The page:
Erdogan, Qaradawi, Ramadan, Hamas, and Obama
Who will stand with Israel?
4:00 PM, Jun 3, 2010 • By STEPHEN SCHWARTZ
The crudity of Erbakan’s Jew-hatred cannot be exaggerated. In 2007, the Middle East Media Research Institute rebroadcast a television interview with Erbakan in which he alleged that Jews had sought world domination since the delivery of the Torah. According to Erbakan, “the safety of Israel . . . means that they will rule the 28 countries from Morocco to Indonesia. . . . All the Crusades were organized by the Zionists.” While the Crusades came long before the Zionist movement, and Jews were often among the victims of Crusaders, Erbakan insisted that “racist imperialist Zionism organized 19 Crusades just to reach its goals. To organize the Crusades, it used the Christians.” Erbakan, who referred to Jews as “bacteria,” also claimed Jews invented Protestantism. In a particularly notable flight of paranoia, he declared that a Jewish man named “Kabbalah” originated a scheme for world conquest. The last reference, which Erbakan repeated insistently, is drawn from the most disreputable precedents in Tsarist Russian defamation and persecution of Jews.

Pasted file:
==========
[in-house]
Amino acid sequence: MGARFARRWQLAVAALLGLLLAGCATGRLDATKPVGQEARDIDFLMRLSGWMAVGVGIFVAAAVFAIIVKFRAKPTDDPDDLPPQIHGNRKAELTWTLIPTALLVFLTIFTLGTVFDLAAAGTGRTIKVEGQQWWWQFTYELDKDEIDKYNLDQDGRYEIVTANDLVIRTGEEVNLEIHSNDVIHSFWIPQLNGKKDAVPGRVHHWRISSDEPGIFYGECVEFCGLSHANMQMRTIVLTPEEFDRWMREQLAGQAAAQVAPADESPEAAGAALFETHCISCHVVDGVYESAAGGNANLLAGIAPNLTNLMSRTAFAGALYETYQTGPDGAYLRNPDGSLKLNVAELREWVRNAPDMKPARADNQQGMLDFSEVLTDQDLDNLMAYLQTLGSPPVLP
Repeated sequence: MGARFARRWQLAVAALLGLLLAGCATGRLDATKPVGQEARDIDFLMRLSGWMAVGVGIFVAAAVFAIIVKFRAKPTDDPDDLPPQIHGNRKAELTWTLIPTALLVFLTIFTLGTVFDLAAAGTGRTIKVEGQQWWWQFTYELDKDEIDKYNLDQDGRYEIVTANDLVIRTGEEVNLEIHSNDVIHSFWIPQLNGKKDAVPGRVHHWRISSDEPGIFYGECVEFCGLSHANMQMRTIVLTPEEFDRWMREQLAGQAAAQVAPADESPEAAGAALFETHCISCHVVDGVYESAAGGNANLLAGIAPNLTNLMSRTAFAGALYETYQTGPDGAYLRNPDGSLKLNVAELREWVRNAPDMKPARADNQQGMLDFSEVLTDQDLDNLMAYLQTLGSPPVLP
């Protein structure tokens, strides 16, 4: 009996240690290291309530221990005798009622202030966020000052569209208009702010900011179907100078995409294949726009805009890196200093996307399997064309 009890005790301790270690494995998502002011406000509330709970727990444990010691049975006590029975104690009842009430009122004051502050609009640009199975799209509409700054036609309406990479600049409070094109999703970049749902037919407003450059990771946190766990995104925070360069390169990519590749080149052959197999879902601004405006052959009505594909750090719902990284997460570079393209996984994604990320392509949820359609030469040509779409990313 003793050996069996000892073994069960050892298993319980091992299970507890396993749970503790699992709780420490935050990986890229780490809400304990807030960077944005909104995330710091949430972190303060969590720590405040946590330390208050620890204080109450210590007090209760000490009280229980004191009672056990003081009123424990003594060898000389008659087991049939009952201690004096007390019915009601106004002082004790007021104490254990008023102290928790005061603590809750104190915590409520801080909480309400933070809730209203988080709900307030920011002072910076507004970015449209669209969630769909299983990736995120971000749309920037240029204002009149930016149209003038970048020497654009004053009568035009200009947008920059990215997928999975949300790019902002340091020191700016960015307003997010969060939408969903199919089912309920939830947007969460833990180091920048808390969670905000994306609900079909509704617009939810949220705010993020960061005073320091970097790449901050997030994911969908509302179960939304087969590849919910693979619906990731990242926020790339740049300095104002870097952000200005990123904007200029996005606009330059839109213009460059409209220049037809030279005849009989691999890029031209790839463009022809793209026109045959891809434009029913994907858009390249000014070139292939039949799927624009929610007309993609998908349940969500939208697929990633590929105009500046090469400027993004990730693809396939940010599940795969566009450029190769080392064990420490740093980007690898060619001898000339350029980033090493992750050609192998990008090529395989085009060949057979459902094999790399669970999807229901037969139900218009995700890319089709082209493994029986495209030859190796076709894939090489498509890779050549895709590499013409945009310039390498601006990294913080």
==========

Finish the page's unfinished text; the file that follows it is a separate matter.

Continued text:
Erbakan was an early proponent of a Turkish alliance with Iran, and his Milli Gorus movement has gained influence among the three million Turkish Muslims living in Germany, where MG claims 200,000 members and control of 400-600 “prayer spaces” (often storefronts and private homes rather than mosques). Milli Gorus is also active among Turkish Muslims in the Netherlands. MG members have risen conspicuously in Erdogan’s administration. Through the Turkish state religious office or Diyanet, Erdogan’s government exercises extraterritorial authority over 900 major mosques on German soil. While in the past, preaching in Turkish state-controlled mosques in Germany was moderate, the mosques were alleged to serve as centers for political monitoring of the Turkish Muslims in Germany. Under the Erdogan government, a turn toward radicalism within them cannot be ruled out.
Prime Minister Erdogan is tied to Erbakan, al-Qaradawi, Ramadan, and Hamas, and Turkey now represents a major element in the global panorama of radical Islam. The response to this reality by the Obama administration, which appears to fantasize that extreme Muslim ideology is merely a product of social ills, rather than of official support in countries like Saudi Arabia, Pakistan, and Turkey, no less than in Iran and Syria, is badly mistaken.